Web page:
February 22
Discord is a social networking app that is used by gamers to chat to each other. There can be in app purchases through Discord’s premium subscription service. The minimum age to access Discord is 13. The Apple App store rates it as 17+.
How does it work?
Discord is made up of servers, which are spaces for groups to chat, upload files and share images etc. Anybody can set up a server and they can either be public or private. Users can video call and send direct messages to other individuals or groups.
How can I make it safer?
Discord have created this article, which outlines four steps to creating a safer account, including how to block users.
How is it linked to other games?
Children who play online games such as Fortnite may use Discord to chat about the game (rather than the game’s own chat facility).
January 22
You must be over 13 years of age to use TikTok. Users can watch musical clips, record clips (it includes lots of lip synching and dancing), edit them and add special effects.
Why should I be concerned?
You need to be aware that some of the videos may contain explicit language and sexual imagery, which may not be suitable for your child to view. There is also the risk of strangers contacting your child so make sure you have set up the appropriate settings. If your child is using TikTok then we recommend setting the account as private (this is the default setting for users under 16 since Jan 2021).
Even with a private account, your child’s profile information such as their photo and bio are still visible so ensure your child understands the importance of not adding personal information (e.g. location, age and phone numbers) to this area. This article explains how you can strengthen your privacy settings and what features are turned off by default for accounts for children aged 13 – 15: Family Pairing
This allows parents to link their own TikTok account to their child’s account. This will allow you to set controls such as restricted mode (limit the appearance of inappropriate content) and screen time management (control how long they can spend on TikTok each day).
December 2021
As Christmas fast approaches, please use the helpful links below to support you in making new devices as safe as possible this Christmas.
November 21
There is so much that we can do online nowadays including playing games, chatting with others, watching TV or sharing our videos/photographs. Being online can be great but it’s important that we set boundaries for our children to keep them safe whist they explore being online, develop their digital resilience and understanding of what to do if anything negative happens when online.
So how can we help keep our children safe?
We can start by checking age restrictions/ratings. It’s important that we follow these to ensure that what our children are doing or seeing online is appropriate for their age.
Where can I find age ratings?
Films: The British Board of Film Classification (BBFC) rate films. This page includes a link to a ‘Parents' Guide to Age Ratings’:
Video games: PEGI provides age classifications for video games. PEGI considers the age suitability of a game, not the level of difficulty. It is important to note that PEGI do not take into consideration user generated content within games (such as on Roblox) and the chat facilities within games.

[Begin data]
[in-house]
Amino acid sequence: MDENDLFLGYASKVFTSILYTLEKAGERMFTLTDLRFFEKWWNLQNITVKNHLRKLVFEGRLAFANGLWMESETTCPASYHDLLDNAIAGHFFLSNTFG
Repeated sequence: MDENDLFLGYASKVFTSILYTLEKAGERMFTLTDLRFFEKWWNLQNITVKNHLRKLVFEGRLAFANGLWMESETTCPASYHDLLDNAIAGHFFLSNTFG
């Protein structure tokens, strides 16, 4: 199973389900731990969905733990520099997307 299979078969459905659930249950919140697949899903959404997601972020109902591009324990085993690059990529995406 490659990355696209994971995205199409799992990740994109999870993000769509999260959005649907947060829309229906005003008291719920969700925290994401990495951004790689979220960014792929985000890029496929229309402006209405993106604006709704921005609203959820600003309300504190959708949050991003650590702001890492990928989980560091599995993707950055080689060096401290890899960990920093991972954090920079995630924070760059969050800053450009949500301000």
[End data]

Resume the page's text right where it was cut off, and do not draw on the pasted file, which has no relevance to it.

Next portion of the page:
Apps: Check the individual age ratings within the relevant app store. We also recommend that you download any apps and play them yourself to check their suitability.
Social Media networks: All social media networks have a minimum age rating; they are all at least 13+.
February 2023
7th February celebrates "Safer Internet Day"
This year's celebration is all about online discussion. You can find lots of resources for families to continue these discussion at home using the link below. 
We also have drop in sessions for parents, on 7th Feb,  to discuss any online safety concerns or get help and advice.
Home - Safer Internet Day
October 2021

Squid Game
As some parents may be aware, there is a new TV series on Netflix, called Squid Game (Rated 15+). While the title may not seem sinister, the content of this is concerning as it includes 'Intense violence, torture and scenes of  sexual nature' (Common Sense Media). Scenes of games or challenges from this are also beginning to appear on social media platforms, such as TikTok. We are aware that some children have either seen or accessed clips of this show at home and we have spoken to them about the age restrictions and why these are important.
To help you stay in control of the content access by your child, please see the link below to see how to check or place children restrictions on a Netflix account.  
There are great information guides below that share further information about both Netflix and TikTok and how we can stay safe online. 
February 2024
6th February celebrates "Safer Internet Day"
This year's celebration is all about changes to our online world. You can find lots of resources for families to continue these discussion at home using the link below. 
We also have drop in sessions for parents, on 6th Feb,  to discuss any online safety concerns or get help and advice.

St Cuthbert's Catholic Primary School is part of the Bishop Bewick Catholic Education Trust

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Registered Office: Fenham Hall Drive, Newcastle upon Tyne, NE4 9YH